It is no secret. I am well known for my love and passion for Texas. I write about it. I live it. It is real and not some contrivance or some kind of put on. Having said that I will in the next breath say that I love where I grew up. As people we don’t get to choose where we are born. Our moms made that decision for each of us. I feel blessed to be raised in a small blue collar community about 25 miles from where they made that movie, “On Golden Pond.” Laconia is smack dab in the middle of New Hampshire.
My family was a typical blue collar family. My father was a skilled glass engraver. He engraved fine, exquisite designs on wine glasses, decanters and any number of fine crystal objects. In those days, my mom was a stay at home mom and took good care of me. She saw to that I did my homework, my chores and went to church.
My early spiritual life consisted of going to church, Sunday school and Vacation Bible School in the summer. I learned all the stories in the bible and there were some pretty cool people in that book. But I can’t say that I had a real connection with my faith. I knew about God & Jesus, the crucifixion and the resurrection but it wasn’t clear to me exactly how that connected to me. I can say I didn’t completely “get it.”
Without a shred of doubt, my favorite time of year has always been the Fall. Growing up in New Hampshire at that time of year was wonderful. To watch the trees change colors and shed their coats was a beauty to behold. You have to experience that first hand to fully appreciate how spectacular that explosion of color is and how it affects your senses.
As a kid I loved going off by myself into the woods. There was such wonder there—a peacefulness I couldn’t get enough of. I would spend hours there. Sometimes just sitting under a tree and smelling the fresh air or listening to the breeze racing freely through the treetops. I enjoyed kicking my way through deep carpets of dead leaves that had already found their way to the ground. There is something special in that rustling sound. There is certain kind of freedom in the woods. I loved exploring new parts of the forest.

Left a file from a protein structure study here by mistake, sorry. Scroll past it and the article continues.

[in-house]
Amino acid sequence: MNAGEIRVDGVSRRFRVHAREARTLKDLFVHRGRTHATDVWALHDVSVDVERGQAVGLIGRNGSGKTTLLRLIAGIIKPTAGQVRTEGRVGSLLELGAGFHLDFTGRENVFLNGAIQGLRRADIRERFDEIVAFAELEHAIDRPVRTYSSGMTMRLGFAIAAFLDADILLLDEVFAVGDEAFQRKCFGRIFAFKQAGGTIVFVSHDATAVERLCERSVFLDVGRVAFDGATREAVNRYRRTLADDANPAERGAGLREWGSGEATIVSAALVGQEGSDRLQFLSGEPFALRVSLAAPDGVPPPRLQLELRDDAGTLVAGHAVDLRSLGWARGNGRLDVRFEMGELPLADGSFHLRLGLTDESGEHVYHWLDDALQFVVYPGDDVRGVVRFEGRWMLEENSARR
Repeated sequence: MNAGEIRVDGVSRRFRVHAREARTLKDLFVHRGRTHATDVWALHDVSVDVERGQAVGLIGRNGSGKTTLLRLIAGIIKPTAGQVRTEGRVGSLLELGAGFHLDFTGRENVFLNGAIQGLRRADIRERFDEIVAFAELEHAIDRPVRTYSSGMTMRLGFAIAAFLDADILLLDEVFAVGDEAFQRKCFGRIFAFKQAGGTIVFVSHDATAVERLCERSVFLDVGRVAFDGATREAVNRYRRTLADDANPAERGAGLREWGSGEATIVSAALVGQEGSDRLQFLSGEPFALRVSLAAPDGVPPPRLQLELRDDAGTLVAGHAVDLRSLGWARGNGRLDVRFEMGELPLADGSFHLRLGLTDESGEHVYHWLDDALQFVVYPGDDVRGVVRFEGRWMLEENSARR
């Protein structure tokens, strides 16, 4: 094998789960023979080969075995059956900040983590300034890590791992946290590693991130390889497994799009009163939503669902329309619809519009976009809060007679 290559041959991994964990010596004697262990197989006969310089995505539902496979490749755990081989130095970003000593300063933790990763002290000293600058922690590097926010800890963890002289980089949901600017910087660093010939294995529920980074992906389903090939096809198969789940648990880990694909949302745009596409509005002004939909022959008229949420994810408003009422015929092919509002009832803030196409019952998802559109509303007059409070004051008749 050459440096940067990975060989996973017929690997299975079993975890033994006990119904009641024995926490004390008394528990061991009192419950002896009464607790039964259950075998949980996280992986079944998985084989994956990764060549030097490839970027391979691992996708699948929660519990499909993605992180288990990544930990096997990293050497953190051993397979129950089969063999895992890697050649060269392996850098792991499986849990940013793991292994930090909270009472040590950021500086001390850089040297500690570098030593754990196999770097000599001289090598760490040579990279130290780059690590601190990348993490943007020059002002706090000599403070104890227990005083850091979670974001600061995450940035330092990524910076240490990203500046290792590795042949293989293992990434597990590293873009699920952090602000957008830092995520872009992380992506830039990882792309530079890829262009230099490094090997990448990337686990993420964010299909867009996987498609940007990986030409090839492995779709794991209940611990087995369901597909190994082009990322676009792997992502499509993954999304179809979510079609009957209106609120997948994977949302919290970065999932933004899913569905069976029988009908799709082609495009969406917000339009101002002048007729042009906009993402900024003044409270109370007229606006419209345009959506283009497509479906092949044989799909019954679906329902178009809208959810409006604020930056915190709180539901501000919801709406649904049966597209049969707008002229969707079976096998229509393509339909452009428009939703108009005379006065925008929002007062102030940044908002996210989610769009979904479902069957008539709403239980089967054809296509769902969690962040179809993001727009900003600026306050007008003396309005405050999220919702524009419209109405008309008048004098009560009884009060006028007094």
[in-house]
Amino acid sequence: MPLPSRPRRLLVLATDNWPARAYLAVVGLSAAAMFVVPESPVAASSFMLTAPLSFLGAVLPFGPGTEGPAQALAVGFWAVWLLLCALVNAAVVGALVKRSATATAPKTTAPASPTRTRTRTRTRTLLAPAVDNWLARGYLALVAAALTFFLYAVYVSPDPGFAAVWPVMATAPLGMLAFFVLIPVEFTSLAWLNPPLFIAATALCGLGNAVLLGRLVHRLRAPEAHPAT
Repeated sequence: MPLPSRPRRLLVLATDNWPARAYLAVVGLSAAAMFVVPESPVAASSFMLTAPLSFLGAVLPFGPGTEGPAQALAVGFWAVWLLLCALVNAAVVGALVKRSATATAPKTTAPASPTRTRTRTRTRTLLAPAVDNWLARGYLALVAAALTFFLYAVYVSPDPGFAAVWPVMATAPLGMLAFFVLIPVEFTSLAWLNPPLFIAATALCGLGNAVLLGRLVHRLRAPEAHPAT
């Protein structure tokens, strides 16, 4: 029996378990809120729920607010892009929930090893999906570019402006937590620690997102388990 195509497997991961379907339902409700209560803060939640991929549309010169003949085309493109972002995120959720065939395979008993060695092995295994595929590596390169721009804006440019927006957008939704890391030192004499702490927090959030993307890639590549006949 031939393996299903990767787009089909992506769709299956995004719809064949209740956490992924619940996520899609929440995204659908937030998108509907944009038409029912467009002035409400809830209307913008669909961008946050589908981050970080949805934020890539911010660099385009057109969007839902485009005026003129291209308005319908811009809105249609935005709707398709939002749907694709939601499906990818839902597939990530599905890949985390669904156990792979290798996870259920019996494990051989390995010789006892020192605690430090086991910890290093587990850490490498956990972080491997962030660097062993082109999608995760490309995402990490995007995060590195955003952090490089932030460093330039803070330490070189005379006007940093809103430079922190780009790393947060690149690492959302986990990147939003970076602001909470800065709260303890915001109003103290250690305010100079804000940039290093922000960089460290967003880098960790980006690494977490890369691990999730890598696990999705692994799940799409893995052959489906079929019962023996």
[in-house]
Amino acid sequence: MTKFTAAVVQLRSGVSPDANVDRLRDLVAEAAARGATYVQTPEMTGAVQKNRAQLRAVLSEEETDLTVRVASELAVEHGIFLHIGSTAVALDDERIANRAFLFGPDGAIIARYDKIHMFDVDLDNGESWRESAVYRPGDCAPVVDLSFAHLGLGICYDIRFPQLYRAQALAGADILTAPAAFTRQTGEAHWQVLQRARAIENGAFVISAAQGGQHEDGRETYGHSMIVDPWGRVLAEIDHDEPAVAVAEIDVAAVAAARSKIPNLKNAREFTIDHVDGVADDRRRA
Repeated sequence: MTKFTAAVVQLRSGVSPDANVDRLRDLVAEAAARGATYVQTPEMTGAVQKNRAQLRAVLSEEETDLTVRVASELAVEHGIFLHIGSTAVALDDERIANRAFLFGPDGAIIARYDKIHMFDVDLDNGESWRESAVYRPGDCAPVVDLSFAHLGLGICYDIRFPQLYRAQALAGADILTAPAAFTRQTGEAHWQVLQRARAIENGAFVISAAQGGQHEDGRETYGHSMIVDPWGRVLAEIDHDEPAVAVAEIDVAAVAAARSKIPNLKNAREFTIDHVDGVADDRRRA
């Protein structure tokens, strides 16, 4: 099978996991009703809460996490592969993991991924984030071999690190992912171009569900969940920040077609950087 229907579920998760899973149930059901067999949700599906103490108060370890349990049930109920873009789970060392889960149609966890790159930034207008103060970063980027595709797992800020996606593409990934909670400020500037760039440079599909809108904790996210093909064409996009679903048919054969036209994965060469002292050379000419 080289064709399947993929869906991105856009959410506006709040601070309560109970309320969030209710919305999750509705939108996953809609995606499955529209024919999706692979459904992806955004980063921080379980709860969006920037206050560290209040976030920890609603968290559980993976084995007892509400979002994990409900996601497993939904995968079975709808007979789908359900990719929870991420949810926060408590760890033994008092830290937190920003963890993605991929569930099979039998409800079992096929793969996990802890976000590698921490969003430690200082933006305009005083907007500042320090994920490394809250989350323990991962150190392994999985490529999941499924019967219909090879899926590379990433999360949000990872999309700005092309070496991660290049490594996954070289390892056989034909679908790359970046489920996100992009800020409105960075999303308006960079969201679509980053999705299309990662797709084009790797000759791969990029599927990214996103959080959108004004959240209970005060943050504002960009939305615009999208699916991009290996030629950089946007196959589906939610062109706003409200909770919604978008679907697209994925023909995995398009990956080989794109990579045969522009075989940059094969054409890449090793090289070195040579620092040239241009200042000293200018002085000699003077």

One day, I climbed over a low stone fence on Steel Hill Road near Winnisquam. As I kicked my way through a carpet of dead Maple, Oak and Birch leaves, a Red Maple leaf caught my eye and I bent over and picked it up. As I began to inspect it, I walked over to a large tree and sat down leaning my back against the thick trunk. For the first time in my life, I closely examined a solitary dead leaf. I was amazed by what I found. This one single leaf had veins much like my own body., The leaf exposed many parts, panels—a network of connecting tubes or capillaries. I had never looked so closely at a leaf before. I was amazed. This leaf was once alive.
As I laid my head back against the tree I surveyed the ground in front of me. There were millions of leaves lying dead on the ground—millions of them, perhaps billions. I glanced up into the treetops where the few remaining survivors clung tenaciously to their withering lives. I looked at that Red Maple leaf again and realized one humbling thought. This did not happen by accident or happenstance. There IS a higher power. There IS a GOD. There MUST be a GOD. How else can you explain this single, solitary leaf? The intricacies of a single leaf did not just happen. In that moment, I BELIEVED there is a wonderful GOD involved in our lives—in my life. I remember thanking him under that thinning canopy on that crisp October afternoon.
I brought myself to my feet and surveyed the forest around me. I was in awe. I held in my hand a single leaf. Just one leaf from one tree that was the home of thousands of leaves just like the one in my hand. That one tree was only one of the millions of trees surrounding me. I was humbled and remain so to this day. I DO believe.
I gently placed that leaf in my coat pocket and took it home. It sat on my dresser as a reminder for the next several years. I found GOD that day in the New Hampshire woods. I am thankful he found me too.